Narcissistic Pickle Meister

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    2.0.12 • Public • Published


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    A TypeScript string enum for compile-time safety when working with event.key.


    npm install ts-key-enum --save


    Tired of referencing keyboard keys with a string?

    onKeyPress = (ev) => {
        // whoops, it's actually ArrowLeft!
        if (ev.key === 'LeftArrow') {

    Me too. With this module, you can do this instead (in a TypeScript file):

    onKeyPress = (ev) => {
        // much better
        if (ev.key === Key.ArrowLeft) {


    This is similar to the ts-keycode-enum module, but it provides an enum with string values that correspond with the event.key values instead of number values that correspond to the deprecated event.which and event.keyCode values.


    To use this module, import the Key enum at the top of your TypeScript file:

    import { Key } from 'ts-key-enum';

    You can now use the enum value in place of key strings throughout the file:

    // if (ev.key === 'Escape') { ... }
    if (ev.key === Key.Escape) { ... }

    See Key.enum.ts for a complete list of available keys. This file is auto-generated from the list of keys found at MDN:

    What's included

    The Key enum contains values for all standard non-printable keys such as "CapsLock", "Backspace", and "AudioVolumeMute". The enum does not contain values for printable keys such as "a", "A", "#", "é", or "¿", simply because the list of possible values is too vast to include in a single enum. To test for printable values, simply use a string comparison:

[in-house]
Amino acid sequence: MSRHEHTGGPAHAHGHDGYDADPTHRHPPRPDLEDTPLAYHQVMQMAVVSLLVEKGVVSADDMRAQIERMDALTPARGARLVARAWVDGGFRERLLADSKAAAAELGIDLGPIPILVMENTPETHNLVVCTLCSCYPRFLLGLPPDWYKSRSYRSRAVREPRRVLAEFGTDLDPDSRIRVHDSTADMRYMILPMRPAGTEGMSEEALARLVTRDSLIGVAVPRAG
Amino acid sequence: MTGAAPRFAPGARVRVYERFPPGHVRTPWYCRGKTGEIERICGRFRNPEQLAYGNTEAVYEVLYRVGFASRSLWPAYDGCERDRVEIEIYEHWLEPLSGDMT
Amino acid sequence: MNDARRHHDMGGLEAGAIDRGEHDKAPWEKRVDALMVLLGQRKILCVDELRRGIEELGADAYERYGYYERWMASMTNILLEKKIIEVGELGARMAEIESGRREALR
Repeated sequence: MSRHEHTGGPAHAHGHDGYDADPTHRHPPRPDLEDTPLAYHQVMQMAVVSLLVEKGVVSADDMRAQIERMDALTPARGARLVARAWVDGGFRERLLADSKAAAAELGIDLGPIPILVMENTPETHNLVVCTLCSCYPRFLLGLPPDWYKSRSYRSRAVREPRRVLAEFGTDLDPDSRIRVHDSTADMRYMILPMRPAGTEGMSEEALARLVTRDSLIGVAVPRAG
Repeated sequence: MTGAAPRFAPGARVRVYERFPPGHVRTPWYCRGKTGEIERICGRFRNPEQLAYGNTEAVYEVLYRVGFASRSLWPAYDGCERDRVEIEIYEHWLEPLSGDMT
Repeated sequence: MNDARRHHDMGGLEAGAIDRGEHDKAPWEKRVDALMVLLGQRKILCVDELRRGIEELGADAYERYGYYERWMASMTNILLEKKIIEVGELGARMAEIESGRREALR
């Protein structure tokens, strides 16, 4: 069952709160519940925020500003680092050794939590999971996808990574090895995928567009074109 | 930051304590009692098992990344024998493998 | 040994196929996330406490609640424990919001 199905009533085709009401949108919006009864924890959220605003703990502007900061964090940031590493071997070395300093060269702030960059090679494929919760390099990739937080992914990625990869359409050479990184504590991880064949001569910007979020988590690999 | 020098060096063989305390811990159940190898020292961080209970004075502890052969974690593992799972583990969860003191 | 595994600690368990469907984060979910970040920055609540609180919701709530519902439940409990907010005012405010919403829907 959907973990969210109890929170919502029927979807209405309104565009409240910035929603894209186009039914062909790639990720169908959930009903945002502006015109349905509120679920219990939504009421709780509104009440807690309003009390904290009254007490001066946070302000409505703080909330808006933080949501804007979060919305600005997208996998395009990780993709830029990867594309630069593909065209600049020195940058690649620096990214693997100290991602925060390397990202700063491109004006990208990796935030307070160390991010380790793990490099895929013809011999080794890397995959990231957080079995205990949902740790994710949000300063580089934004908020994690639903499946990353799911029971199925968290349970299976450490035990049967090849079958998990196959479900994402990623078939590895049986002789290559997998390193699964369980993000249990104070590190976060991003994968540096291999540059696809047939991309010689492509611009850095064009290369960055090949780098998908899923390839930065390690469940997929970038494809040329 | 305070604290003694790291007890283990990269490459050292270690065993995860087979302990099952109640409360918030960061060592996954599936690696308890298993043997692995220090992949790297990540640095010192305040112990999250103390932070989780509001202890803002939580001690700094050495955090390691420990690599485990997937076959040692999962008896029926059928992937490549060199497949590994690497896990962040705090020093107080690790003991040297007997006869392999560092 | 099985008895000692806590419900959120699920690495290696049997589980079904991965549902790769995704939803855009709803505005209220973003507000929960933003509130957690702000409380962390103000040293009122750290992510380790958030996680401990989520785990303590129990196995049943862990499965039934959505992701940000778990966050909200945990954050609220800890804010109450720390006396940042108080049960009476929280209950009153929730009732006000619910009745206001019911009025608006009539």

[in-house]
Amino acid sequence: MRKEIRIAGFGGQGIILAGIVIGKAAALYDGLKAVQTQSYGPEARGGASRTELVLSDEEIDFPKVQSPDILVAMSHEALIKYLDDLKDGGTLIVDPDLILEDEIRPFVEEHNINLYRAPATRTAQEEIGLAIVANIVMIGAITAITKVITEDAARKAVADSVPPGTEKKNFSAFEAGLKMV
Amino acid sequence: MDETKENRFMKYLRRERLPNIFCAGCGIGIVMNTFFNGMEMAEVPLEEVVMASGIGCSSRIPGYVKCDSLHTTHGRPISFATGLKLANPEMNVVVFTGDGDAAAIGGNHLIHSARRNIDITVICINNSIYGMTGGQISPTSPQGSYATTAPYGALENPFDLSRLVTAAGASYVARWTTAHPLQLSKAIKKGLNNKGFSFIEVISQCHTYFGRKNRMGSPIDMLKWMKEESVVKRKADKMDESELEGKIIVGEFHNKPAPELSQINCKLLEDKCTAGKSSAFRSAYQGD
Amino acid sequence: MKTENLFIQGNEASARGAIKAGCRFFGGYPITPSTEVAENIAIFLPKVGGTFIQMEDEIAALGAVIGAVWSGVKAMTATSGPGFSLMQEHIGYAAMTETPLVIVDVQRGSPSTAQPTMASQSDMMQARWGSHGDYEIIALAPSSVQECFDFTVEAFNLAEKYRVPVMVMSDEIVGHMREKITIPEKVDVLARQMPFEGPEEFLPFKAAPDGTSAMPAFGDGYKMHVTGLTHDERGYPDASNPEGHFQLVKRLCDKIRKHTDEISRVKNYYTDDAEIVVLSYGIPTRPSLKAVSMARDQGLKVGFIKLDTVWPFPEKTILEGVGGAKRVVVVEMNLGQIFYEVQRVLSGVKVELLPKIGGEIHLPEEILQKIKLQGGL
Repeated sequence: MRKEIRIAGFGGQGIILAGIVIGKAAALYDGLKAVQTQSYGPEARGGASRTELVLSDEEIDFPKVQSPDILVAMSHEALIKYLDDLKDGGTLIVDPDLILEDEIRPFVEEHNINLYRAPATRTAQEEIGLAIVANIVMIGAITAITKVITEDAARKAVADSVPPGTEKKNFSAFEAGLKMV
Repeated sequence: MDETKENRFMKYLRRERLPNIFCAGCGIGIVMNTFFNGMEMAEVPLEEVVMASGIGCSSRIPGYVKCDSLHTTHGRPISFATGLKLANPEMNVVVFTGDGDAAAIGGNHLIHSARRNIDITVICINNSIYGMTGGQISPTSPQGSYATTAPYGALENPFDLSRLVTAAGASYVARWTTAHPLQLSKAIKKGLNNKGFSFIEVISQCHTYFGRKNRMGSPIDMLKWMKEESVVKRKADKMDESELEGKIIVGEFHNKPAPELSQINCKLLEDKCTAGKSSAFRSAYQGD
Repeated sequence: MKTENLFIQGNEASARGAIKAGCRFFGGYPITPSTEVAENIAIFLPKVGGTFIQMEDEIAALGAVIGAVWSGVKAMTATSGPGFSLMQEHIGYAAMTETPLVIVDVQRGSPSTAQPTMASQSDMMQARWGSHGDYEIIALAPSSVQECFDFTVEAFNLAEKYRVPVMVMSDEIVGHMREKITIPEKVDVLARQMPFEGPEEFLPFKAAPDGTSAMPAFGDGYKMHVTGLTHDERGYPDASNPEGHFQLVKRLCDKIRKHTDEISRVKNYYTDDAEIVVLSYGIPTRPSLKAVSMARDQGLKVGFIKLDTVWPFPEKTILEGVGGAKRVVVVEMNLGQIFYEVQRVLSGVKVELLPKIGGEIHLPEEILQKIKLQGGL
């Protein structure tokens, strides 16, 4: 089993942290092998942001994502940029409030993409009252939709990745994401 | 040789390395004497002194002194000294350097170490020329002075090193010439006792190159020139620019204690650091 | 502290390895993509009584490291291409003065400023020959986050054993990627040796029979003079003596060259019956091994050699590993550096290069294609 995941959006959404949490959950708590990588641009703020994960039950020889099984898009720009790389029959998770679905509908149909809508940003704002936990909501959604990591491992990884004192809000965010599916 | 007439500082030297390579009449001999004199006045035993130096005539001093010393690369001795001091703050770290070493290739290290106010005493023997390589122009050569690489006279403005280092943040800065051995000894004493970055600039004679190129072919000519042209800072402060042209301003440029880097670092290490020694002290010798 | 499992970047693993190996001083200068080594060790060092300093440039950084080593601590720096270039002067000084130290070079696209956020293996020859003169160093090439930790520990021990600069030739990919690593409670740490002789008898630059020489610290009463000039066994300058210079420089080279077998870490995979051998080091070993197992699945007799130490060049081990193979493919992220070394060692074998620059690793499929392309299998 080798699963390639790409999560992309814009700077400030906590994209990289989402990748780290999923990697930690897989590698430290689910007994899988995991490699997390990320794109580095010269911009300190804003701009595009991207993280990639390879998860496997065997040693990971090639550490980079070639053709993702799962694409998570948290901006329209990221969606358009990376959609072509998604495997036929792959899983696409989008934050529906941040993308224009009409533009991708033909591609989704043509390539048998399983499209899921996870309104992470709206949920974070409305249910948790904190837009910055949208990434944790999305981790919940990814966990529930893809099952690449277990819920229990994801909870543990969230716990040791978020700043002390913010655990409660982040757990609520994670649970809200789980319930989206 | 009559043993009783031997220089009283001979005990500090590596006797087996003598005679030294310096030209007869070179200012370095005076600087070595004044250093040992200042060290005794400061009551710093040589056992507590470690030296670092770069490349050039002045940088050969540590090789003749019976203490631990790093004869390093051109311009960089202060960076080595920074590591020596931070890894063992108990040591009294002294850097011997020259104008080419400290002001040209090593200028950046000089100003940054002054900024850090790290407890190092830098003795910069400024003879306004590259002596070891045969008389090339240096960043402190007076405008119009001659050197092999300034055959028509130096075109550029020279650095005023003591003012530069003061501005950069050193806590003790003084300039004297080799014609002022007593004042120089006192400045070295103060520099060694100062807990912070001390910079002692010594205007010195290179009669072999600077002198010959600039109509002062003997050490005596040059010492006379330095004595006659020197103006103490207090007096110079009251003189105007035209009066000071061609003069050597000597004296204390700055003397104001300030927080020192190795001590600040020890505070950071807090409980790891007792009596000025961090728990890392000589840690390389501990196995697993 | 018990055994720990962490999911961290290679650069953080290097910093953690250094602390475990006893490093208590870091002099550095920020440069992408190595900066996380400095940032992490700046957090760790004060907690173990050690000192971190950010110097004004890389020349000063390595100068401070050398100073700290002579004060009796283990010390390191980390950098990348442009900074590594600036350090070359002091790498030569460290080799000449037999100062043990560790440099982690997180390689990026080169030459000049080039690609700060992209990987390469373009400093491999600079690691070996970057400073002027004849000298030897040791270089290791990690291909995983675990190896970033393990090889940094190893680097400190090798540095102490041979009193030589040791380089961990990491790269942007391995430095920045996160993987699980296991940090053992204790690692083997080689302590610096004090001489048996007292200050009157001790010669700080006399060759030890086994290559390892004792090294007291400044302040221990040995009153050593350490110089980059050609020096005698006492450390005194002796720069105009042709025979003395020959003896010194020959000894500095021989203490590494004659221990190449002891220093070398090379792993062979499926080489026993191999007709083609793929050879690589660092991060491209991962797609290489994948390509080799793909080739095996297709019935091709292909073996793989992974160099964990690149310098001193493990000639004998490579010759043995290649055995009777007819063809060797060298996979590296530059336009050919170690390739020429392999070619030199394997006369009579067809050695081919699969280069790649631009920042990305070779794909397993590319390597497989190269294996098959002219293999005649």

if (ev.key === 'é') { ... }

    v2 vs v3

    This package is published as two versions on NPM: v2.x and v3.x.


    v2.x defines the Key enum as a "basic" enum:

    export enum Key { ... }

    The end result is a JavaScript object that contains every enum value. You can see this object here:


    v3.x defines the Key enum as a const enum:

    export const enum Key { ... }

    This allows the enum's definition to live entirely in the definition file Consumers can use this enum without including all of the enum's values in their own JavaScript bundle; only the values referenced in their code will be injected into their bundle.

    Which version should I use?

    It's advisable to use v3.x unless you have a reason to use v2.x. Some reasons you may need to use v2.x:


    To build this module yourself, first install its dependencies using

    npm install

    Next, run the scraper script (scrapeMDNForKeys.ts) using

    npm run scrape

    This will overwrite Key.enum.ts with the updated list of keys found in MDN.

    Finally, run the build using

    npm run build

    Build output is placed in the dist directory.




    npm i ts-key-enum

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    • nathanfriend